Sole witness in 1988 murder says he identified wrong man as killer
BY FRANK MAIN Staff Reporterfirstname.lastname@example.org August 4, 2011 6:10PM
Jacques Rivera is serving an 80-year sentence for the 1988 slaying.
Updated: September 6, 2011 12:42AM
Nearly 23 years after he fingered a Humboldt Park man as a killer, Orlando Lopez is now saying he identified the wrong suspect.
Jacques Rivera is serving an 80-year sentence for the 1988 murder of Felix Valentin, who was shot 11 times in a car.
Chicago Police detectives visited Valentin in the hospital twice, and he identified two different men as his shooter, including Rivera.
But Valentin died 18 days after the shooting, leaving Lopez as the only eyewitness. Lopez — then 12 — identified Rivera in a lineup and later pointed to him from the witness stand during his trial.
Last year, though, Lopez recanted his eyewitness identification after an investigator from Northwestern University Law School’s Center on Wrongful Convictions visited him at his Ohio home.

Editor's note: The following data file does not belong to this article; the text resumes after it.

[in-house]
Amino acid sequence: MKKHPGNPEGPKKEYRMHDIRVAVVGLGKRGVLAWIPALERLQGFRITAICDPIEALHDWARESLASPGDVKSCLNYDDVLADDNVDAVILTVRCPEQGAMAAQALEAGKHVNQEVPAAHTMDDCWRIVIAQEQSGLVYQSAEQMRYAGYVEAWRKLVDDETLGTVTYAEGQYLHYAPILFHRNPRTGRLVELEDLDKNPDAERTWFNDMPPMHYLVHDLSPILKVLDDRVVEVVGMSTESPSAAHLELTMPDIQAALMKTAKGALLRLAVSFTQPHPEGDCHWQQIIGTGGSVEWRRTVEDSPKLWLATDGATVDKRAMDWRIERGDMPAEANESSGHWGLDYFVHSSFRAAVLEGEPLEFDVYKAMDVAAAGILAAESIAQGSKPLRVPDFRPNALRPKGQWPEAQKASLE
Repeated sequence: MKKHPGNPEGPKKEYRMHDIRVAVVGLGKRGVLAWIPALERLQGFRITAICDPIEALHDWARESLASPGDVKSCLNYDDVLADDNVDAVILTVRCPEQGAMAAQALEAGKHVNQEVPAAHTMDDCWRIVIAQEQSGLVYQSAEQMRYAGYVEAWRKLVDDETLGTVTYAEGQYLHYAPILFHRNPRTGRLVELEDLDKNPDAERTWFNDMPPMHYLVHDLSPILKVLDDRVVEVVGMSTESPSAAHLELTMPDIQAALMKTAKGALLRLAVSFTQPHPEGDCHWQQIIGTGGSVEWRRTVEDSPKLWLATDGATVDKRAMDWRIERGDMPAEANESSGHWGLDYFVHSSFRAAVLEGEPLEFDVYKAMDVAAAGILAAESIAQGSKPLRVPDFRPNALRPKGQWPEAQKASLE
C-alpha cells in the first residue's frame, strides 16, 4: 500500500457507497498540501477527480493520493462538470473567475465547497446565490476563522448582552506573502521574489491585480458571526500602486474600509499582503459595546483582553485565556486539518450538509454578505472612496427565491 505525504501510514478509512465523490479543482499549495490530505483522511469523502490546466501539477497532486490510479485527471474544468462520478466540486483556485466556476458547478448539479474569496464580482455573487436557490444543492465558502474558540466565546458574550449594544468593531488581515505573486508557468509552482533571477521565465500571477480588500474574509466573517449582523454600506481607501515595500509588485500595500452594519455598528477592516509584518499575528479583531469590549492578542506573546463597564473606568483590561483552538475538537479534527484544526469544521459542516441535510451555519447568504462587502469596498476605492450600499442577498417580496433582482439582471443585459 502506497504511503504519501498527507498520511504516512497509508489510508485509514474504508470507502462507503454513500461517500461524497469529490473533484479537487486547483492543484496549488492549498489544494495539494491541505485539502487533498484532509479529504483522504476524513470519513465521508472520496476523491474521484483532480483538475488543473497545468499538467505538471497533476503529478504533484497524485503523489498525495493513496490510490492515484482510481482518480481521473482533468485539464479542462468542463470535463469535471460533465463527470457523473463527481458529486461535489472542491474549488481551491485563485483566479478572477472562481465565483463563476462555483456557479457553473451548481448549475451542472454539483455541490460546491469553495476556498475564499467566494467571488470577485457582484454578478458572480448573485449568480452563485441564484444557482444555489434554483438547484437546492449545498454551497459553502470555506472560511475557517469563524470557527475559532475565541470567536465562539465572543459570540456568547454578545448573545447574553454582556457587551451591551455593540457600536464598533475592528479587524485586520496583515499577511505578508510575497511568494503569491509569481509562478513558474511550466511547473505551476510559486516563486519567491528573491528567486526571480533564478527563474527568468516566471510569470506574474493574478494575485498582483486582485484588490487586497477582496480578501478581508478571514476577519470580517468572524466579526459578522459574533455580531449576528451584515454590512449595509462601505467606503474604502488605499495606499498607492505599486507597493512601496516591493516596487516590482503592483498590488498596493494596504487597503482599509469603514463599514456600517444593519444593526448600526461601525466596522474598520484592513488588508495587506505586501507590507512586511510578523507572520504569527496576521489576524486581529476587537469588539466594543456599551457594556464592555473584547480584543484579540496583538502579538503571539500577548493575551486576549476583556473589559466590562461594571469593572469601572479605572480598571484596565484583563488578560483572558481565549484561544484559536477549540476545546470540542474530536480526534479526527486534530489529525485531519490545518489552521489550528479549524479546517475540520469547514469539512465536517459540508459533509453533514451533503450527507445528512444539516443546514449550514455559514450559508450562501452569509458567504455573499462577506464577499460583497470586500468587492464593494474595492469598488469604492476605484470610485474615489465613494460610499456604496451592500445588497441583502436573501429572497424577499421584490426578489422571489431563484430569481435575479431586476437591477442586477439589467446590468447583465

As they drove to a Starbucks to talk, Lopez started crying and said: “Redemption — this is all about redemption,” the investigator, Cynthia Estes, testified Thursday at a hearing on Rivera’s petition to reverse his conviction. Lopez “spilled his guts” and told Estes and her colleague that he had identified the wrong man, she testified.
According to Rivera’s petition, Lopez saw the real shooter a week after he identified Rivera as the killer. Lopez claims he told authorities but they didn’t believe him, the petition said. Police at the time thought he was recanting because he was afraid of gang retaliation, so Lopez decided to stick to his story, the petition said.
On Thursday, prosecutors put former detective Gillian McLaughlin on the witness stand and she said she did not remember Lopez ever approaching authorities in 1988 and telling them that he had changed his mind about Rivera.
Cook County Judge Neera Walsh, meanwhile, refused to allow Lopez’s pastor, Thomas Bryant, to testify that Lopez admitted he identified the wrong man. Outside court, Bryant said Lopez made the admission in 1998 during a counseling session with Lopez and his wife.
After the hearing, Rivera’s mother, Gwen Rivera, said she was cautiously optimistic that her son would walk away from prison.
“This could turn it around,” Rivera said. “Anything can happen.”
The attorneys on the case are scheduled to make their final arguments Aug. 24.